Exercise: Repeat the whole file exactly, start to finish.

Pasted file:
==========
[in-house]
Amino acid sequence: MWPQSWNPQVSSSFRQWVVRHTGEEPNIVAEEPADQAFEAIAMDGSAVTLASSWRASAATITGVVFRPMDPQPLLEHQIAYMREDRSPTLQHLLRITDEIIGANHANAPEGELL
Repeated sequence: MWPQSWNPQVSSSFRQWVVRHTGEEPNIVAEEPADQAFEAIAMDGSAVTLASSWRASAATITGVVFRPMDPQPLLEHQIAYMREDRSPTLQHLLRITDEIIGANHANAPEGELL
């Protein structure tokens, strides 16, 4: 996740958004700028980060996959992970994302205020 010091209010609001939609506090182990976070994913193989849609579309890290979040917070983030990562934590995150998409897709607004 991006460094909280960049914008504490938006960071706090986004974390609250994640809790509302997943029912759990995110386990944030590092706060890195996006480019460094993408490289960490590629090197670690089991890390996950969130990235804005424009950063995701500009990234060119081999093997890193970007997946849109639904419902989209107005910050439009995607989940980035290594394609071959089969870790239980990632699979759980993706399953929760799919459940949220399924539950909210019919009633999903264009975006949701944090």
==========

[in-house]
Amino acid sequence: MWPQSWNPQVSSSFRQWVVRHTGEEPNIVAEEPADQAFEAIAMDGSAVTLASSWRASAATITGVVFRPMDPQPLLEHQIAYMREDRSPTLQHLLRITDEIIGANHANAPEGELL
Repeated sequence: MWPQSWNPQVSSSFRQWVVRHTGEEPNIVAEEPADQAFEAIAMDGSAVTLASSWRASAATITGVVFRPMDPQPLLEHQIAYMREDRSPTLQHLLRITDEIIGANHANAPEGELL
């Protein structure tokens, strides 16, 4: 996740958004700028980060996959992970994302205020 010091209010609001939609506090182990976070994913193989849609579309890290979040917070983030990562934590995150998409897709607004 991006460094909280960049914008504490938006960071706090986004974390609250994640809790509302997943029912759990995110386990944030590092706060890195996006480019460094993408490289960490590629090197670690089991890390996950969130990235804005424009950063995701500009990234060119081999093997890193970007997946849109639904419902989209107005910050439009995607989940980035290594394609071959089969870790239980990632699979759980993706399953929760799919459940949220399924539950909210019919009633999903264009975006949701944090």